I lived in one of London’s first council housing projects after World War II. That experience showed me how a country (the United Kingdom, in this case) could create affordable housing and maintain a nice aesthetic, using social architecture to benefit both society and building inhabitants.

In 1952, the architects Chamberlin, Powell & Bon built the Golden Lane Estate in London on top of a bombed-out site. They sought to imbue the city with an architectural model of social housing that was utilitarian, functional and beautiful. Influenced by Le Corbusier, Mies van der Rohe, Frank Lloyd Wright and Ludwig Hilberseimer, the modernism of this structure is to London what Unité d’habitation is to Marseille in France.

These estates in the U.K. have nothing in common with the American model of social housing—often called “projects”—which are, if anything, the nightmarish antithesis to the British ideal of social housing. The American model of social housing is related to the gentrification of cities. This keeps certain types of people outside of certain parts of town and makes land accessible/affordable for an elite class.

But this practice is not new. With the establishment of the National Housing Act of 1934, both the Federal Housing Administration and the Federal Home Loan Bank Board were created in the same year, and the abuse known as “redlining” was born. Redlining is the way key services (e.g., home loans, insurance) are denied or when costs are raised for residents of a specific geographical area. These actions resulted in black neighborhoods being deemed unsafe and unwise investments. Hence, it was next to impossible for African-Americans to get loans. This helped to concentrate poverty in certain neighborhoods. When social housing was constructed, these “projects” became pockets of poverty, segregation and forced underdevelopment. Growing impoverishment and large social housing blocks brought problems such as crime, degraded public education and decrepit—even nonexistent—public services.

While the Fair Housing Act of 1968 was meant to tackle these problems of concentrated poverty and underdevelopment, there was little enforcement of this law, as Nikole Hannah-Jones documented for ProPublica. In essence, a law was created and purposefully allowed to be unenforced—to suit those who benefited from social and economic segregation at the time.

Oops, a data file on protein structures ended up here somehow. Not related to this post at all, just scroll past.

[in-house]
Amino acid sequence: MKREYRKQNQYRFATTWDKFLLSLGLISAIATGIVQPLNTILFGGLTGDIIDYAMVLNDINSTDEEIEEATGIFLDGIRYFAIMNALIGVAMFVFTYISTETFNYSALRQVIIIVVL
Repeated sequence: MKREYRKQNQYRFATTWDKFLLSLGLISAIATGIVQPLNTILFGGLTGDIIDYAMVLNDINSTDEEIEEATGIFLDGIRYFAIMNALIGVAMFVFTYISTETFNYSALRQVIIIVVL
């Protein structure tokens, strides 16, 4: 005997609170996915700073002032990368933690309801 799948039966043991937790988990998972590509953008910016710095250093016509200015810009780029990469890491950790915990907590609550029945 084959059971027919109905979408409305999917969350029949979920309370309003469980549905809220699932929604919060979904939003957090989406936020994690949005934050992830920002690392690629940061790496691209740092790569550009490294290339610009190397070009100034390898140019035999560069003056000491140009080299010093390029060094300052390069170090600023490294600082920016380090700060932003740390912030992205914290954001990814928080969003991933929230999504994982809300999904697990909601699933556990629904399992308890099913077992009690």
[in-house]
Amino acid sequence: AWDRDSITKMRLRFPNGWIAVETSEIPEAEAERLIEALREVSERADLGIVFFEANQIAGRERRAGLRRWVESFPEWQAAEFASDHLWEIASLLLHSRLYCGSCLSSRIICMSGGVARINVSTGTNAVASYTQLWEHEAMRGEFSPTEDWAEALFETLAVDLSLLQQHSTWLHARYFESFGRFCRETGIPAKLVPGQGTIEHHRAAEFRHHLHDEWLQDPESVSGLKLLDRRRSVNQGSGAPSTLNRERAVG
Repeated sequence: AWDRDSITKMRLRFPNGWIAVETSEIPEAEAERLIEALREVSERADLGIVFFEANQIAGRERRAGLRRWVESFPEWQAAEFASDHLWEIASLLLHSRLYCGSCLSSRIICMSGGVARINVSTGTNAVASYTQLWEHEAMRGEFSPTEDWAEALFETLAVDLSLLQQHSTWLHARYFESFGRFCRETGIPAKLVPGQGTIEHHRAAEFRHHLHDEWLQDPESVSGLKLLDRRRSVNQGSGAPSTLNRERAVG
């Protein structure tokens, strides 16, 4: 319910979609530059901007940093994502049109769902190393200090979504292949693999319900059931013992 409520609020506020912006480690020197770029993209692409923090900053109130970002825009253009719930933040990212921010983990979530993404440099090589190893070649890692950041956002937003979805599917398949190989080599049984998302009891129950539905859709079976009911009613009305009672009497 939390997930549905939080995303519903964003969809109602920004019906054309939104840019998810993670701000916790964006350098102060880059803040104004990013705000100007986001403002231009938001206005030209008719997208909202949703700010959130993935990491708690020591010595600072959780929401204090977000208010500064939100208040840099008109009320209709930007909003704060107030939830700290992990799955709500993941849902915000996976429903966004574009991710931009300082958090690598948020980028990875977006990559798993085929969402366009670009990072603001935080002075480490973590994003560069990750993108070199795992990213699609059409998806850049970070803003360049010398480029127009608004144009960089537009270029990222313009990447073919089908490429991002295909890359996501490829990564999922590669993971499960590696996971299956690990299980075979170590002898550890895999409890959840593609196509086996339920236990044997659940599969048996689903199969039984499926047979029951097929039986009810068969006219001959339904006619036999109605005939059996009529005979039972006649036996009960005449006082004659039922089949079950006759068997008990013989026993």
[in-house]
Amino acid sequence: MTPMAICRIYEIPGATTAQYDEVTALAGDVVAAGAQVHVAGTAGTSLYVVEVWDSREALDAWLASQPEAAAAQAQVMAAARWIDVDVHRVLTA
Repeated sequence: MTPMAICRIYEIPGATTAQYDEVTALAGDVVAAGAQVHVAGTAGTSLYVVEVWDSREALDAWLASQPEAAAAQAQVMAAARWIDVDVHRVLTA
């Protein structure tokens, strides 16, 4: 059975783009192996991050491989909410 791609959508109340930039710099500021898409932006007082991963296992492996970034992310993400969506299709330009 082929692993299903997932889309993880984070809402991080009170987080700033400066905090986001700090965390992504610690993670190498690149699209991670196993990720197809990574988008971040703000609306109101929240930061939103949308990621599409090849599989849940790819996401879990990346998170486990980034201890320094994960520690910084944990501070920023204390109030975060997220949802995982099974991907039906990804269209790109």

In this manner, the legacy of the American model of public housing, compared with countries like Austria, is an embarrassment. The Department of Housing and Urban Development (HUD) has 5 million low-income households (accounting for 10 million individuals) within HUD-subsidized housing in the U.S. And although America has been home to some architecturally beautiful housing projects, this is not the rule in the public housing history of the country. Most people in U.S. government-subsidized housing are not enjoying scenic views like the ones from Barbican or living in posh areas such as Hampstead.

Now, with the rising cost of living and increasing problems of employment in the U.S., the housing market is slowing down. This trend—and regulations that have been designed to inform consumers of their rights, while enforcing fairness with the Truth in Lending Act (TILA) and the grass-roots bill S. 2155—makes getting home loans more difficult. With more Americans renting today than at any time over the past 50 years, the pressure on the public sector is mounting and is not aided by our own government officials. Even the National Low-Income Housing Coalition has stated that there are 7.2 million fewer “affordable and available” homes than needed for extremely low-income households.

If anything, the current administration’s interest in lower-income housing can be summed up with the recent proposal of U.S. Housing and Urban Development Secretary Ben Carson, who has created the Make Affordable Housing Work Act.